As a follow up to last weeks story from Monte, below is the story behind that Trophy Northern.
Here is the story that goes along with the picture:
I had a 5 year old grandson on his first trip to Canada and my 13 year old grandson who was on his third trip. We were fishing for Walleye about a mile from one of our other favorite holes that we had name King Kong hole. The year before I had a West Point Cadet in the boat fishing with me (his dad was a former student/player of mine years before) and he had a two pound Walleye on the line and almost had it to the top of water right next to the boat. As he started to reach over and pick it up and huge Northern Pike floated near to the top of the water and just watched as the Walleye flapped around in the water. I yelled at the kid to put the Walleye back into the water (was still hooked) and I would try to net the Big Pike if he grabbed onto the Walleye. He came up again,,,,,did NOT STRIKE but instead just looked at the Walleye and slowly floated down,,,,,did not swim down but just floated down. It was the biggest Northern Pike I had ever seen and from that day forward we call that hole,,,,,King Kong hole.
So now I have the two grandsons and have just motored over to King Kong hole. I drop my 1/8 ounce jig which was tipped with a night crawler and just put my pole down so that I could help the 5 year old get his pole in the water. We are still drifting from the wake of motor and I assumed I was stuck on a rock because my pole almost went into the drink. I did not even jerk on the pole thinking I did not have a fish on. When I put pressure on the pole I thought I was hooked on a rock and then the rock moved. I then thought it was huge tree branch as they will come up and sink back down,,,,,,many times over the years I have fought a tree limb to only have my boat partner get the last laugh as I pull the wooden fish impersonator to the boat. After about 5 minutes I started to think or really hope that it was a fish. After 10 minutes I was getting a little more excited but also taking my time and with ten pound test line I continued to feed line back to the limb/fish as I never trust my drag with a big fish.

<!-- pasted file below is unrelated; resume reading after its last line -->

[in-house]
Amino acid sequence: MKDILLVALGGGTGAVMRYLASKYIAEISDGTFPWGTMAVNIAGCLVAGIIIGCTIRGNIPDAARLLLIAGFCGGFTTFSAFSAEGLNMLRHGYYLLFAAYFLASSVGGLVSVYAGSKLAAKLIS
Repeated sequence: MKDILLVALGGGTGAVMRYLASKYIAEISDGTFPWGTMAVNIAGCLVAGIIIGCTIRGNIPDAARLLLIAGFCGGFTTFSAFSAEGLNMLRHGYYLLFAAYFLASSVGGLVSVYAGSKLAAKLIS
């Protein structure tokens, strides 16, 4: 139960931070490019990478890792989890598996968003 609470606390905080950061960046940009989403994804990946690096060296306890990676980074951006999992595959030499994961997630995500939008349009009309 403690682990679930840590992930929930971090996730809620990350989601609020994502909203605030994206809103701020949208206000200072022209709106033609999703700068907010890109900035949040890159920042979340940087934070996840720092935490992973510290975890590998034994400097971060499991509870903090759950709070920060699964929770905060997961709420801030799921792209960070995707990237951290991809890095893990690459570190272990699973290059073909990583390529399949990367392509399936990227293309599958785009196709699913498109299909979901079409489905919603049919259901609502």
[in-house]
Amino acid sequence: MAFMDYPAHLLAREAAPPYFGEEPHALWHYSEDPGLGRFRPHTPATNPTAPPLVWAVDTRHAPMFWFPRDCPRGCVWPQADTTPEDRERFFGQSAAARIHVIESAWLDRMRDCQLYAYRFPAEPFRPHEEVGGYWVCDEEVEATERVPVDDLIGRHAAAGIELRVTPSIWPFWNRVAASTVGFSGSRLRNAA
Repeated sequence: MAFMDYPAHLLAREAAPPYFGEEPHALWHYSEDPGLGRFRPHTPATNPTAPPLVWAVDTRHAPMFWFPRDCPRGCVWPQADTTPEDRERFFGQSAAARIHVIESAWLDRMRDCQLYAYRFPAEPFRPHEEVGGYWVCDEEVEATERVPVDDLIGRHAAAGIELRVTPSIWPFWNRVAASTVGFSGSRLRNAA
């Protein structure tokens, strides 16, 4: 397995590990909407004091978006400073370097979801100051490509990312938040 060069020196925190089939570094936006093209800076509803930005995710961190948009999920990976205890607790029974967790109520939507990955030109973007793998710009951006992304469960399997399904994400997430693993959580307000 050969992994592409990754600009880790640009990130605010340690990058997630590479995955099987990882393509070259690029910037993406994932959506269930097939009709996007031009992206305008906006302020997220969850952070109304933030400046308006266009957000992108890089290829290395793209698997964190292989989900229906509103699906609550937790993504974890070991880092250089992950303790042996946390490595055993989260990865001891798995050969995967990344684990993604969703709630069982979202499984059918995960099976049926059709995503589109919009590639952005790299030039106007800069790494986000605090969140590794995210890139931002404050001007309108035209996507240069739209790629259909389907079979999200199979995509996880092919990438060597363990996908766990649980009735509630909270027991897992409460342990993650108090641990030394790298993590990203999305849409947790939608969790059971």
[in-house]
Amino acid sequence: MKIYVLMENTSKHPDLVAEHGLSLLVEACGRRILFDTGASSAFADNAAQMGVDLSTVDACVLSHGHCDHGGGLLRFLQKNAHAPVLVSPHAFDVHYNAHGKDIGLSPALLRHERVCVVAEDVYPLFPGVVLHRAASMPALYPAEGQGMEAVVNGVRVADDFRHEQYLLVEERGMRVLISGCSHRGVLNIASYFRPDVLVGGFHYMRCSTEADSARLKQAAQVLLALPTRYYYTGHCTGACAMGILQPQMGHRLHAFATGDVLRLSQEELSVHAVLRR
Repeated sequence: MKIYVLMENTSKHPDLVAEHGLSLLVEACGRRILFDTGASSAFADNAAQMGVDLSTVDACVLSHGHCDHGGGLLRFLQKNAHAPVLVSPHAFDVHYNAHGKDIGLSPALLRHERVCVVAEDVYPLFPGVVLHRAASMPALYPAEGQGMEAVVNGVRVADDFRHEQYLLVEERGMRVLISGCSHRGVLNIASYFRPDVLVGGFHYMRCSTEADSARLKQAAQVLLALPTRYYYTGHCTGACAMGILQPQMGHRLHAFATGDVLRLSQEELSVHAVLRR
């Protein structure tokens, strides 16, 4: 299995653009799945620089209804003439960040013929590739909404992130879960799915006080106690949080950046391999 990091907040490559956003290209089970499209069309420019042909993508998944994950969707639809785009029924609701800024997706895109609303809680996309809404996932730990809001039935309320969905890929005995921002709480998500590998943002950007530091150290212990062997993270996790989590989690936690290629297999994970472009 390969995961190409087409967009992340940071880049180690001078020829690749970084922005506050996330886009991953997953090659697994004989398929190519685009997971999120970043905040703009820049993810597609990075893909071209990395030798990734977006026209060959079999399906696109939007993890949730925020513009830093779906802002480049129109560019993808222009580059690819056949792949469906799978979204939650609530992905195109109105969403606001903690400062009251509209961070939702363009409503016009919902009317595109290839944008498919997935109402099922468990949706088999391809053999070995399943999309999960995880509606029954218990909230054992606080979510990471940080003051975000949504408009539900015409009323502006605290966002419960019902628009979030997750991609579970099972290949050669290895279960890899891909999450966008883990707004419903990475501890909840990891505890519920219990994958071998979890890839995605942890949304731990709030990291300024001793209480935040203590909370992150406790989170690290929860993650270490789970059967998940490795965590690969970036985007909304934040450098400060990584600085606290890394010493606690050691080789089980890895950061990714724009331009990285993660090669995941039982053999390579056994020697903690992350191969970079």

Twenty minutes and about 400 yards of floating along a shoreline, parallel and not into the shore which would have been to the fish’s advantage it came to the top of the water. I was shocked as to how large it was and started yelling at my oldest grandson to grab the “Walleye Net”. It came back up and my grandson was yelling like crazy and I thought he was going in the drink as he was running from the front of the boat to the back and standing on the seats rather than in the bottom of the boat.
It was hard for me to calm him down as I was on the verge of a heart attack. My other grandson was too young to realize that this was in fact not only the largest fish I have caught it was the largest Northern Pike that any of my different groups of at that time 45 some years of fishing with CFI.
Finally after a great 45 minute fight we had his head into the Walleye net and lucky for us he was finished because the rest of him would not fit into the next. As my grandson held the head in the net I picked up the back of the fish and lifted it into the boat. I was thrilled to be lucky enough to hook such a monster, lucky again to get him in on ten pound test line,,,,,,no leader, and the 1/8 jig, thrilled and lucky again to have two of my grandsons in the boat to share the big catch and the biggest thrill of all was after 5 minutes of stroking her tail she took off and dove back to the bottom. In my book the biggest Northern I have ever caught and I am convinced the same fish that I had seen the year before to be release back to his life in the lake to thrill someone else and hopefully me again is worth its weight in gold.
The big girl was 44 inches long and was right at 24 pounds, not that I could tell but according to everything I have read there is about a 90% chance it was female.
All the big Northern I have caught on Lake Murdock in July have all been jigging for Walleye. We occasionally cast for Pike but the biggest I have caught casting was right at 12 pounds and that was early in the morning.
Ending note: I was so excited to get him back into the water I cut the line off and forgot to take the jig out of his lip,,,,,,so if you are on Murdock and catch a 30 pound Northern Pike (I assume she has gained 5 pounds or so by now) let me know.